Having said that, why do you need to use the template?  It sounds like maybe you're having trouble expressing the business need in business terms, which is pretty smelly in its own right... Why is this?  What kind of waste is being created by not understanding the business intention?  Where is the PO in all of this?  Why doesn't he/she understand the business needs?

                    Yes, the end user themselves may not understand the underlying value of the feed... but someone should... or you shouldn't be wasting the company's money developing features of suspect value. 

                    I don't think that the root problem is with the template or the user story practice.

                    -------
                    Charles Bradley
                    Professional Scrum Trainer
                    Scrum Coach-in-Chief
                    ScrumCrazy.com




                    From: Ram Srinivasan <vasan.ram@...>
                    To: "scrumalliance@..." <scrumalliance@...>; "scrumdevelopment@yahoogroups.com" <scrumdevelopment@yahoogroups.com>; "extremeprogramming@yahoogroups.com" <extremeprogramming@yahoogroups.com>; "leanagile@yahoogroups.com" <leanagile@yahoogroups.com>
                    Sent: Monday, July 8, 2013 9:40 PM
                    Subject: [scrumdevelopment] User Stories, APIs and data feeds



                    We all know the template of a user story

                    As a <role>
                    I want <feature>
                    So that <benefit> 

                    or something similar.

                    It is straightforward if the "consumer" of a feature is well defined (say a shopper in an e-commerce site). This format also appeals better when we are asking developers to develop a "thin" vertical slice. 

                    Consider a trading system or data feed/api (like GDS) where the goal of the application (say API-app) is to consolidate different data and give it to other third party "systems" ( which can be consumed in a multitude of ways by different users of different "systems". These third party systems are not within the same organizational boundaries).  The end user may not even realize the benefit of the underlying API/feed (from API-app)  because the "system" obscures the presence/absence of a particular feed/data. The development team which develop the feeds/apis can only make a vague guess on who might be using the feeds/apis and the benefits that they may be looking for.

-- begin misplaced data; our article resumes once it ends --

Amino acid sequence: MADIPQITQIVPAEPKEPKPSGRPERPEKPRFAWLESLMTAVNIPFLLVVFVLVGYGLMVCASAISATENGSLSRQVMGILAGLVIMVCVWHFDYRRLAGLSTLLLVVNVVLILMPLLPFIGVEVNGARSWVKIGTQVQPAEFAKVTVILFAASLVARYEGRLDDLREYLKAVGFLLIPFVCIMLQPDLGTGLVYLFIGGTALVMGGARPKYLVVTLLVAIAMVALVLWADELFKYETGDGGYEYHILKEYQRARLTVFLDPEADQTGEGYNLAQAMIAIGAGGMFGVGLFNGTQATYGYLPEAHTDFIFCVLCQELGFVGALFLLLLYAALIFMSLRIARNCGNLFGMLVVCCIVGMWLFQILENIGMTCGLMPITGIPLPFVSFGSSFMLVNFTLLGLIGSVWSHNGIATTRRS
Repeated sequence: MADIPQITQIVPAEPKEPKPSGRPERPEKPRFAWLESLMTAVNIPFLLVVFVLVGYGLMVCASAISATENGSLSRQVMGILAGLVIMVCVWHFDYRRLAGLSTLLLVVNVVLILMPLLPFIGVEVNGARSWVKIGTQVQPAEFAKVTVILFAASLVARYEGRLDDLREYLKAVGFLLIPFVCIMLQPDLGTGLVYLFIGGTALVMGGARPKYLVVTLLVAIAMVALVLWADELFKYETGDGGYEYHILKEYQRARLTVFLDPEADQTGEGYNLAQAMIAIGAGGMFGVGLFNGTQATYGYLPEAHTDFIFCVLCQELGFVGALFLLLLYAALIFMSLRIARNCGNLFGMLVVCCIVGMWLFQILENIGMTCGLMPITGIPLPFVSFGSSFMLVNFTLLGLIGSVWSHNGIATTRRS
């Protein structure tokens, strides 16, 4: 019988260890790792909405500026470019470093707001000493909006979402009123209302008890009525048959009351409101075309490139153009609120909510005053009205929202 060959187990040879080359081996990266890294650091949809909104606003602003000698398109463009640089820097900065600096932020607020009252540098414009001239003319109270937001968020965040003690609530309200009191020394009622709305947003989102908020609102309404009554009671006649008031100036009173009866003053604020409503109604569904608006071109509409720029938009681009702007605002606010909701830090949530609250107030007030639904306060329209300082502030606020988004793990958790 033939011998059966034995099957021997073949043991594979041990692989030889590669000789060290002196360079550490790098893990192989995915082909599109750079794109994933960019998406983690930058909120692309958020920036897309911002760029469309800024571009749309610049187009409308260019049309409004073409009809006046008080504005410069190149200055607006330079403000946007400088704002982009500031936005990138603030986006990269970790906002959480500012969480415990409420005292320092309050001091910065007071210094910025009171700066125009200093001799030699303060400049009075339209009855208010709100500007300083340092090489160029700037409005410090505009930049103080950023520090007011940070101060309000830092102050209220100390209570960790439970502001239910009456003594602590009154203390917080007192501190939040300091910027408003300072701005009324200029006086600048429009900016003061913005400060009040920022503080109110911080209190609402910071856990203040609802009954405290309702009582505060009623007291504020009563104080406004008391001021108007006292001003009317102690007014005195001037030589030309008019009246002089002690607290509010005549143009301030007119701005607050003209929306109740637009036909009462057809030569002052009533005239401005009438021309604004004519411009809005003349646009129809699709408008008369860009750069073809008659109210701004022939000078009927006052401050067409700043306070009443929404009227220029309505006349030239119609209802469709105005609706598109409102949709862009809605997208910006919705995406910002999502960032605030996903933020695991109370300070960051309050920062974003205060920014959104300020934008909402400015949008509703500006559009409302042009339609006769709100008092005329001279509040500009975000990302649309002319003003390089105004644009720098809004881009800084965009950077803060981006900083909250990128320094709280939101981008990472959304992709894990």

Would it still make sense to write user stories (for API-app) in "As a <role> ..." format, where role is the ultimate end user of an api/feed (marshalled through an intermediate "system")?  What would be the benefit? And drawback?

                    What other approaches would make more sense when the actual consumer of a particular data feed/api is separated from the teams (generating the feeds/apis) by multiple "value streams"?

                    Thanks,
                    Ram











                  • Dinesh Sharma
                    I wonder who is the user of a technical user story ;) Sent from my iPhone
                    Message 9 of 14 , Jul 12, 2013
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                      I wonder who is the user of a technical 'user story' ;)

                      Sent from my iPhone

                      On 9 Jul 2013, at 18:50, Prashant Pund <pundprashant@...> wrote:

                       

                      The stories can be of 2 types; User story and Technical story. User stories can be written using the format mentioned here. The users can be any actors,  human or another system/application.  A Technical story is what perhaps mentioned by Jeff here.  The format of the same need not be " as a...". rather it could be like " implement or develop. .. component/service/algorithm. ..so that. .".
                      Prashant Pund
                      Agile Coach,
                      AgileSoft Methodologies